The Good-Time God: Pan
Half-goat, half-god, Pan—sometimes called Aegipan (although some storytellers insist these two were distinct characters)—was a god of shepherds, forests, wildlife, and fertility. Pan was the son of Hermes and a fair-haired daughter of Dryops, one of Apollo's sons. (Some storytellers, however, claim that his father was Zeus and his mother was either a nymph or a goat.)
When she first saw that her baby had the horns, ears, tail, and legs of a goat, Pan's mother was horrified. Although even as a newborn Pan was laughing and full of life, both his mother and his nurse ran away to escape his monstrous appearance. Hermes, however, could not have been happier. Filled with joy at the birth of his son, Hermes whisked his baby to Olympus and proudly introduced him to the other immortals.
A mountain dweller, Pan roamed the ranges in the company of nymphs. He hunted mountain wildlife and pursued quite a wild life himself: Pan lived to dance, sing, play his pipes, and chase after nymphs (playful god though he was, Pan could also be lewd and lecherous).
Once while hunting, Pan spotted a beautiful nymph named Syrinx. When he attempted to seduce her, she ran away, for she admired and emulated Artemis, the virgin huntress. In her flight, she came to a river and found herself unable to cross. So Syrinx begged the river nymphs to change her into marsh reeds—and they gladly accommodated her.
Just then, Pan caught up with her, but as he reached out to embrace her, he saw and felt nothing but reeds. His sigh of disappointment was echoed by a breeze blowing through the reeds. The sound enchanted Pan, who quickly tied several of the reeds together to fashion his first syrinx, or Pan pipes.
Not quite deities, but not quite human either, were the creatures that inhabited the natural worlds of the forests, mountains, and waters of Greece. These included the satyrs, the silens, and the nymphs.
Woodland spirits who took the form of men, the satyrs had decidedly animalistic features as well. Most looked similar to Pan—with a goat's legs, a horse's tail, and horns or pointed ears. In addition, most satyrs sported exceedingly large genitals.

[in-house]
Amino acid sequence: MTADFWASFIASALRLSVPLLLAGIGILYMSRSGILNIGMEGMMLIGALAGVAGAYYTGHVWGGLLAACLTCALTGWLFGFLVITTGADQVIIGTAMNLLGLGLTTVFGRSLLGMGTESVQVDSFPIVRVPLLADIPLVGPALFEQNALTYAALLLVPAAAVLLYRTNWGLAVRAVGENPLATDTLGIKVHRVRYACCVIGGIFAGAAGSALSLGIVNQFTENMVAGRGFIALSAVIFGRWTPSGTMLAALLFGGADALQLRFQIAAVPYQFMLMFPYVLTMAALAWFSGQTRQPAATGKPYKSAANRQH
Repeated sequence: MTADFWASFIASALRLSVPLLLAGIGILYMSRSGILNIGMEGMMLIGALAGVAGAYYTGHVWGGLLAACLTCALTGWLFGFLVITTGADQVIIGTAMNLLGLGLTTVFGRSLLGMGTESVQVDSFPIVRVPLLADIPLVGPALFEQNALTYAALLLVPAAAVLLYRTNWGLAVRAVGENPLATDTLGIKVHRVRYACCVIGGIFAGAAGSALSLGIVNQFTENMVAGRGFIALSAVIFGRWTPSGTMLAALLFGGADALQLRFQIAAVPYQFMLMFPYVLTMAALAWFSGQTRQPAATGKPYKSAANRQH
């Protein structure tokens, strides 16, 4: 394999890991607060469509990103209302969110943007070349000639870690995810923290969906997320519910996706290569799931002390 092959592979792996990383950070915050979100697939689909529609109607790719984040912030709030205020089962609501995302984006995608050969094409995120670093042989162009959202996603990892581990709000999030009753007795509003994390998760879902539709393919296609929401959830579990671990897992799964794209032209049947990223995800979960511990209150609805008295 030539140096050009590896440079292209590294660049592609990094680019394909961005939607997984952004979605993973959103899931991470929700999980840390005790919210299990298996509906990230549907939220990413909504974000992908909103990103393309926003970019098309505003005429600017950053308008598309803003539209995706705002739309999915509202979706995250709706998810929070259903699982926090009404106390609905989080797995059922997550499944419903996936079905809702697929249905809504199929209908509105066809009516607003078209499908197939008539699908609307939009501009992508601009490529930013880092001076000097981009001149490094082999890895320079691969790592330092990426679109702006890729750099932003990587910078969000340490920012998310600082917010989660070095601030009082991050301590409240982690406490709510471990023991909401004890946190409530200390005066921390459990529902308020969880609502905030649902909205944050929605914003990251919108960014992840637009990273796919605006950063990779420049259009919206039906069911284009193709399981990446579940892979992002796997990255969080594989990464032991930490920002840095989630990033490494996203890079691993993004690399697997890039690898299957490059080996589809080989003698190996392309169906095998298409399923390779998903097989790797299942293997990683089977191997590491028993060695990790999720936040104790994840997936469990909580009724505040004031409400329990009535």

Like Pan, the satyrs were revelers who sang, danced, got drunk, and ran after nymphs and other females. Frequent followers of Dionysus (see Eat, Drink, and Be Merry: Dionysus), the satyrs represent the untamable fertility of the forests.
The silens were physically similar to the satyrs, but were generally regarded as somewhat older, somewhat wiser, more powerful—and much more prone to drunkenness. They were experts in the arts of both music and prophecy. Gods of the forest, the silens followed Pan and later Dionysus.
Minor female divinities, the nymphs often served as attendants to greater gods: Hermes, Dionysus, Pan, Artemis, Apollo, and Poseidon all enjoyed the company of nymphs. And why not? Nymphs are typically described as beautiful, eternally youthful, and amorous.
What a Life!
The satyrs and silens would often serve their master Dionysus by initiating drunken revels. In the sixth-century B.C.E. playwriting contests at the Great Dionysia, each dramatist would submit not just three tragedies, but a satyr play as well. The chorus of these farces usually consisted of satyrs and silens, often in service to Dionysus, engaging in their wild pursuits.
These “nature spirits” usually resided in a particular place or within a particular object. Nymphs seldom traveled far, for each was confined to a localized tree, mountain, or spring. Some of the many different kinds of nymphs were:
In addition to these, some call the Oceanids—the 3,000 daughters of Oceanus and Tethys—sea nymphs, though they roam throughout the sea, demonstrating much more mobility than other types of nymphs. For this reason, the Oceanids might more properly be called sea deities. The term “sea nymphs,” however, does suit their nieces, the Nereids—the 50 daughters of Nereus (the Old Man of the Sea) and Doris (an Oceanid).
All in all, thousands of nymphs, satyrs, and silens inhabited the natural world of classical mythology. And though a few might be considered dangerous, most of these spirits of nature were friendly, playful, and fun-loving hedonists.
Excerpted from The Complete Idiot's Guide to Classical Mythology © 2004 by Kevin Osborn and Dana L. Burgess, Ph.D.. All rights reserved including the right of reproduction in whole or in part in any form. Used by arrangement with Alpha Books, a member of Penguin Group (USA) Inc.